A Chef’s Microbiology

Reviewed by Phil A. Minyawn
Brought to our attention by E. B. Fischadler
Art by Scarlett O’Hairdye

If you’re reading this over lunch, or even a snack, put it away until you’re done eating. For that matter, don’t read A Chef’s Microbiology by Lotta Wurms unless you need to drop a few dozen pounds; it has left me wondering if I will ever eat again. This book comes on the heels of Wurms’ other fine book on food: Digestive Forensics, in which Wurms describes how she learned that her adolescent was gorging on junk food by examining the child’s vomitus. Wurms on food is (are?) clearly suitable only for those with an iron stomach.

The book starts off innocently enough, enumerating the dozens of species of microbes that create the several varieties of green and blue cheese. Wurms soon digresses far afield when she purports to demonstrate the existence of life on the moon, specifically the microbe “Noxious Gorgonzolas,” which, she argues, converted a pleasant Camembert into the green cheese that composes the Earth’s satellite.

She returns to more familiar turf, albeit macro, not microbiology, in her discussions of biologic meat tenderizers. Reading her formula for crispy beef made me gag on a dish of rice. Wurms places a tough cut of beef with hundreds of maggots into a plastic bag that she tosses in the fridge for a few days. Over that period, the maggots eat most of the connective tissue in the meat, making it tender. Wurms also recommends this as a means to store meat without refrigeration, as the maggots prefer meat gone bad; they will eat the rancid outer layers, leaving a core of fresh meat.

The meat, maggots and all, is then roasted at 350 degrees for 30 minutes per pound. The result is a medium to well-done roast, tender inside with a crunchy outer coating. My nutritionist neighbor insists the coating has no nutrient value, but that it acts like an overdose of fiber on the digestive tract.

Wurms’ concept for the “kitchen silo” arose when she noted that some popular high-fiber digestive aids are merely fine wood fibers dissolved in water. She sets up a stovepipe on the counter, into which she tosses peels, rinds, and used toothpicks. She then “starts” the silo with an over-the-counter probiotic. After several weeks, Wurms pulls the resulting silage from the bottom of the stack, which she serves as a side dish similar to naturally fermented sauerkraut. It’s a bit hard to discriminate between Wurms’ silage and compost–both taste about the same to me. This may be an example of the fine distinctions one encounters in haute cuisine.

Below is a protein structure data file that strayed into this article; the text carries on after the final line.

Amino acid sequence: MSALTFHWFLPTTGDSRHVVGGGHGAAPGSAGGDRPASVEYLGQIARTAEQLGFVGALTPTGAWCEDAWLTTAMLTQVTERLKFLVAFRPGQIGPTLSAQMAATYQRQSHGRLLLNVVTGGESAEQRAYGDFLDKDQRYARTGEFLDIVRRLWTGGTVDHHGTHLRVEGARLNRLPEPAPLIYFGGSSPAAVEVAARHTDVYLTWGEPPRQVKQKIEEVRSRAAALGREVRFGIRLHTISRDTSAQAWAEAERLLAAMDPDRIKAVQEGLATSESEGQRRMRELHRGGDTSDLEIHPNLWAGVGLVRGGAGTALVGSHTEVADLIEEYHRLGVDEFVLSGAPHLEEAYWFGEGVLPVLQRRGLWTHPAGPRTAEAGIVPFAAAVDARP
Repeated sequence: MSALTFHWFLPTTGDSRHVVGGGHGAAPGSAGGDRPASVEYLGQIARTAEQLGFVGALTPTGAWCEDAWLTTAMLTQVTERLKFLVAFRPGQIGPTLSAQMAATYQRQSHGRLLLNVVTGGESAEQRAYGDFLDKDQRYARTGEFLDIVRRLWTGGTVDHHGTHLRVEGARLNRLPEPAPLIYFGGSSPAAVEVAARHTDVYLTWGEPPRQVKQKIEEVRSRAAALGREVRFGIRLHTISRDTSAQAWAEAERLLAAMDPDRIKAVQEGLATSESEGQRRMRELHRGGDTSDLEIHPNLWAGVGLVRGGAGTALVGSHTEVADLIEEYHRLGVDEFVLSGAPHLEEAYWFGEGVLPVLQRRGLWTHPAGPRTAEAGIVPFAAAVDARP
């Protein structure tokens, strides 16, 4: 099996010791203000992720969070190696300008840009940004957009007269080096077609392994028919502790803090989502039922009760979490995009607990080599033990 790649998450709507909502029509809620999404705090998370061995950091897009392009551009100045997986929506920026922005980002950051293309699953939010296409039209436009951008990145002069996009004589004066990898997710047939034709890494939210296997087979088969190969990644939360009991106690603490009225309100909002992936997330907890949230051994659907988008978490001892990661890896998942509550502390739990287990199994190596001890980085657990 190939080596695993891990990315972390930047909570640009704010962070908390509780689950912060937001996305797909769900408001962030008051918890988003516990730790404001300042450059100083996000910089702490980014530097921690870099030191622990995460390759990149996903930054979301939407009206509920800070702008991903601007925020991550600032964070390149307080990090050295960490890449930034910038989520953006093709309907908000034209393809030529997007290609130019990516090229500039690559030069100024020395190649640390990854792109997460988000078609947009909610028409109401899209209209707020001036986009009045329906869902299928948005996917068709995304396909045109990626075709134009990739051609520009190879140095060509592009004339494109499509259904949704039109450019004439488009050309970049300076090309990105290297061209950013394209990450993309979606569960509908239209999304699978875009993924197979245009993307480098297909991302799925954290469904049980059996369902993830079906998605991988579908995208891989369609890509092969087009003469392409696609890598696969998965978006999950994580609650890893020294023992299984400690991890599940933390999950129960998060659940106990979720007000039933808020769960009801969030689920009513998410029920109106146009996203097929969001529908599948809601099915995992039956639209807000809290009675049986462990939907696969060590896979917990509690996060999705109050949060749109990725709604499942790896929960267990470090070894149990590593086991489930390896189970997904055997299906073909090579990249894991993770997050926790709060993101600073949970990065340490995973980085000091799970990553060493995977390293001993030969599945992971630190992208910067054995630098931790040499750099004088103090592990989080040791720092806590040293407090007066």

Art for "A Chef's Microbiology"

Several novel approaches to meats appear in Wurms’ book. Her technique of using hemorrhagic fevers to render meat free of blood and thus kosher must be employed with caution. Unless one selects a disease that can be killed by heat, the consumer will be rendered as pale as the beef.

To read the rest of this story, check out the Mad Scientist Journal: Winter 2018 collection.

Phil A. Minyawn came to culinary science with a degree in physics. He readily made the transition from nuclear fusion to fusion cuisine. His book If it Quarks Like a Duck … is based on his dissertation, Sweeping a Few Particles Under the Rug. He is also well known for his biography of Leonard McCoy, Physicist, Physician–It’s All the Same to Me. Minyawn is currently Oscar-Meyer professor of sausage and franks and is much in demand for his lecture series “you don’t know beans.”

E. B. Fischadler has been writing short stories for several years, and has recently begun publishing. His stories have appeared in Mad Scientist Journal, Bewildering Stories, eFiction, Voluted Tales, Beyond Imagination Literary Magazine, and Beyond Science Fiction. In addition to fiction, Fischadler has published over 30 papers in refereed scientific journals, as well as a chapter of a textbook on satellite engineering. When he is not writing, he pursues a career in engineering and serves his community as an EMT. Fischadler continues to write short stories and is working on a novel about a naval surgeon. You can learn more about Fischadler and access his other publications at: https://ebfischadler.wordpress.com/

Scarlett O’Hairdye is a burlesque performer, producer and artist. To learn more, visit her site at www.scarlettohairdye.com.

“A Chef’s Microbiology” is Copyright 2017 E. B. Fischadler
Art accompanying story is Copyright 2017 Scarlett O’Hairdye

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